There has been some chuntering in the last few days about the performance of the Toro Rossos in Australia with some of the teams at the back making noises about life not being fair because the team is using V10 engines, albeit in rev-limited form. The potential for good results from Toro Rosso was seen in Bahrain but since then has been well hidden by the team's inability to use the machinery in a sensible fashion. In Australia the cars were running on a hard compound Michelin which meant that even if they looked rather good in the race they were probably not as impressive as they might be when the tyre choice is better. They would also have done much better in Australia if the team's pit stop skills were honed a little more. Thus one can expect the cars to go even quicker on occasion this year as the team gets its act together.

    Complaining about the situation is not much good because the option to use normally-aspirated V10s was open to teams at the back of the grid. There does not seem to be anything outrageously wrong with the equivalency formula as there are no real signs that the V10s are quicker than the V8s. And let us face it, equivalency implies equality. If the engines are the same and the chassis is the thing making the difference then complaints about the engines are not really valid. Equivalency does not mean that Scuderia Toro Rosso has to be as slow as Minardi used to be.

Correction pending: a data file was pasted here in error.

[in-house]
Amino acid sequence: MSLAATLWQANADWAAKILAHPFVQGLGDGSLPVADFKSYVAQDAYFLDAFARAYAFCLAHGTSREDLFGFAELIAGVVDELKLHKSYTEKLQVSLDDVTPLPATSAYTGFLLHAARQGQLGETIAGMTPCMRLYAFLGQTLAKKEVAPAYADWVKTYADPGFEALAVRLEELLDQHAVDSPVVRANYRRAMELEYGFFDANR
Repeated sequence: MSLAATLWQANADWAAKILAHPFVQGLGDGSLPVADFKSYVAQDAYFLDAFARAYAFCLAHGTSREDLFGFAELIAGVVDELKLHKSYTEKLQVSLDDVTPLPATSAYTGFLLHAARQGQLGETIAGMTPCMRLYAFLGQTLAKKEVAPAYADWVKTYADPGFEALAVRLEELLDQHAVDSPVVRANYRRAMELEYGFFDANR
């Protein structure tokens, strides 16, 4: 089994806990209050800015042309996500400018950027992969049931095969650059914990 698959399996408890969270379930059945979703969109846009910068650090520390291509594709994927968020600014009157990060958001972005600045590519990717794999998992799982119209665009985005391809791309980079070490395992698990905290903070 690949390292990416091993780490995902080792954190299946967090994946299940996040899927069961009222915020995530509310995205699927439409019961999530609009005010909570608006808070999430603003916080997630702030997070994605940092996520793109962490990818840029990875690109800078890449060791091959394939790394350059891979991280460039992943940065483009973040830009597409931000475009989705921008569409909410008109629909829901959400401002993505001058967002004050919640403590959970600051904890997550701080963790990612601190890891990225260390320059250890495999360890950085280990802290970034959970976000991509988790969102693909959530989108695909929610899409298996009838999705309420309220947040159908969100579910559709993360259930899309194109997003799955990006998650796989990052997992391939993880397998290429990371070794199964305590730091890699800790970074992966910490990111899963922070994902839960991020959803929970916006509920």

Super Aguri F1 and Midland may not like being beaten by STR but that situation is unlikely to change unless they improve. It is possible (although unlikely) that the FIA might lower the rev limit if there are any outrageous results but then one gets into the question of what constitutes an outrageous result because teams should not be penalised for making progress.
  • The whole STR v10 issue is an example of how the "spirit of the rules" is a joke which leads me again to think what a joke it is to think that Teams will adhere to $100million budget in 2008. There is no possible way to place values on everything that it takes to operate an F1 Team that would allow the FIA to monitor how $100 Million is spent. Is the FIA going to hope that manufactures will by the "spirit of the rules" comply to the 2008 rules. Please!!!
  • They have done nothing wrong by the rules about the engines, but the chassis is illegal. They can't take them from another team.
  • How is this for chutzpah? Tonio is going to test for RBR to evaluate the new RB2 chassis compared to the old RB1/STR-01.

    Autosport says he could well replace Klien next year.
  • It's a precedent that was set with TOIT & Sauber. Massa driving for Sauber and testing for TOIT. Not to forget the uncanny resembalance of the Sauber and Ferrari steeds.

    Klien had a difficult time in OZ, but I think he's better than Liuzzi.

    chutzpah?, What manner of language is this viges?

    [Edited on 6-4-0606 by SuperRoo]
  • I resign.
  • The whole rule illustrates the weakness of legislating rules to accomodate the weakest team. Which was what Minardi were last year. In short you either have the money to compete with a V8 or you don't.
    The blame lays at moseley's door and he is unlikely to rule against STR anytime soon.